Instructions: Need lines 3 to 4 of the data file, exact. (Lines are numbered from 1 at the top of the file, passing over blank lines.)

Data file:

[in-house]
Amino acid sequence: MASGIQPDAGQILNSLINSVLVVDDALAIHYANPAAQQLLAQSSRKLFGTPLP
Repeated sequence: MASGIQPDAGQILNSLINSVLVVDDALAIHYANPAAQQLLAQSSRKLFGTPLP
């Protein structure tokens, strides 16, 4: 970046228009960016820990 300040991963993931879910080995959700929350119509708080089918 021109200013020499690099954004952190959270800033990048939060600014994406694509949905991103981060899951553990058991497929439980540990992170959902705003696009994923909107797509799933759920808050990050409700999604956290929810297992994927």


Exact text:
Repeated sequence: MASGIQPDAGQILNSLINSVLVVDDALAIHYANPAAQQLLAQSSRKLFGTPLP
């Protein structure tokens, strides 16, 4: 970046228009960016820990 300040991963993931879910080995959700929350119509708080089918 021109200013020499690099954004952190959270800033990048939060600014994406694509949905991103981060899951553990058991497929439980540990992170959902705003696009994923909107797509799933759920808050990050409700999604956290929810297992994927």